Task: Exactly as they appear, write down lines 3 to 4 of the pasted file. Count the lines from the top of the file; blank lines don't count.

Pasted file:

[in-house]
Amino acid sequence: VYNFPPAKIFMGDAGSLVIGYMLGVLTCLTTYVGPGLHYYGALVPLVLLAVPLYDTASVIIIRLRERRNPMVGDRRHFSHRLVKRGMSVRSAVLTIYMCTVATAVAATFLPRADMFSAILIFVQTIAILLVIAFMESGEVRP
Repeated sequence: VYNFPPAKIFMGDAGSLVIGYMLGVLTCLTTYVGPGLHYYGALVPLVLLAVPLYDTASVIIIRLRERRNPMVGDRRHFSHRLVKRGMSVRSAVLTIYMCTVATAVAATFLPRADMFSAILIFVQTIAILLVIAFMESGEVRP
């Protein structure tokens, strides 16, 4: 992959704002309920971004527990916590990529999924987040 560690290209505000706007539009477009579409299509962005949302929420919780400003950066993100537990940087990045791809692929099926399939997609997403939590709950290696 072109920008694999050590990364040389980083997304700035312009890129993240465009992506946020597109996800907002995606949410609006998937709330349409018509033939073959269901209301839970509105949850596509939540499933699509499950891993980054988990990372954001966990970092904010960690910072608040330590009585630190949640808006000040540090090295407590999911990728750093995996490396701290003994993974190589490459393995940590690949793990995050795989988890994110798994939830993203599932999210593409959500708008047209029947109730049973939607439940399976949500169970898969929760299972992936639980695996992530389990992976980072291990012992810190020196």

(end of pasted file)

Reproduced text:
Repeated sequence: VYNFPPAKIFMGDAGSLVIGYMLGVLTCLTTYVGPGLHYYGALVPLVLLAVPLYDTASVIIIRLRERRNPMVGDRRHFSHRLVKRGMSVRSAVLTIYMCTVATAVAATFLPRADMFSAILIFVQTIAILLVIAFMESGEVRP
């Protein structure tokens, strides 16, 4: 992959704002309920971004527990916590990529999924987040 560690290209505000706007539009477009579409299509962005949302929420919780400003950066993100537990940087990045791809692929099926399939997609997403939590709950290696 072109920008694999050590990364040389980083997304700035312009890129993240465009992506946020597109996800907002995606949410609006998937709330349409018509033939073959269901209301839970509105949850596509939540499933699509499950891993980054988990990372954001966990970092904010960690910072608040330590009585630190949640808006000040540090090295407590999911990728750093995996490396701290003994993974190589490459393995940590690949793990995050795989988890994110798994939830993203599932999210593409959500708008047209029947109730049973939607439940399976949500169970898969929760299972992936639980695996992530389990992976980072291990012992810190020196």